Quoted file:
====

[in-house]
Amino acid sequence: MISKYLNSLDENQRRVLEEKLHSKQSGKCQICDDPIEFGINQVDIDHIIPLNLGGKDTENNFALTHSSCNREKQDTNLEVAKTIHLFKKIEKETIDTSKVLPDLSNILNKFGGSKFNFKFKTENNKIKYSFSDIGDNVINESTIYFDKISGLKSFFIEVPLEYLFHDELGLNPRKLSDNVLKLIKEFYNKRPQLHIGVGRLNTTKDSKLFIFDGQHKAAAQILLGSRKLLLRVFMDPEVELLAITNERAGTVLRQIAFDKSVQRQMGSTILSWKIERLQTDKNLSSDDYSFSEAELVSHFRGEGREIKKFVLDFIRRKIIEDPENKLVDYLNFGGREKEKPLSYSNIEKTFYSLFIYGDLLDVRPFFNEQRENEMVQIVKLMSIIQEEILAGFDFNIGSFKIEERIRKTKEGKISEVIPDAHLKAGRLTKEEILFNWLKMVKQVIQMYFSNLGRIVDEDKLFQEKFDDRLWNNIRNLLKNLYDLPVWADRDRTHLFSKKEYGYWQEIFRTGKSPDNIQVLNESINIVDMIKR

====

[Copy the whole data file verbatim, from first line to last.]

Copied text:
[in-house]
Amino acid sequence: MISKYLNSLDENQRRVLEEKLHSKQSGKCQICDDPIEFGINQVDIDHIIPLNLGGKDTENNFALTHSSCNREKQDTNLEVAKTIHLFKKIEKETIDTSKVLPDLSNILNKFGGSKFNFKFKTENNKIKYSFSDIGDNVINESTIYFDKISGLKSFFIEVPLEYLFHDELGLNPRKLSDNVLKLIKEFYNKRPQLHIGVGRLNTTKDSKLFIFDGQHKAAAQILLGSRKLLLRVFMDPEVELLAITNERAGTVLRQIAFDKSVQRQMGSTILSWKIERLQTDKNLSSDDYSFSEAELVSHFRGEGREIKKFVLDFIRRKIIEDPENKLVDYLNFGGREKEKPLSYSNIEKTFYSLFIYGDLLDVRPFFNEQRENEMVQIVKLMSIIQEEILAGFDFNIGSFKIEERIRKTKEGKISEVIPDAHLKAGRLTKEEILFNWLKMVKQVIQMYFSNLGRIVDEDKLFQEKFDDRLWNNIRNLLKNLYDLPVWADRDRTHLFSKKEYGYWQEIFRTGKSPDNIQVLNESINIVDMIKR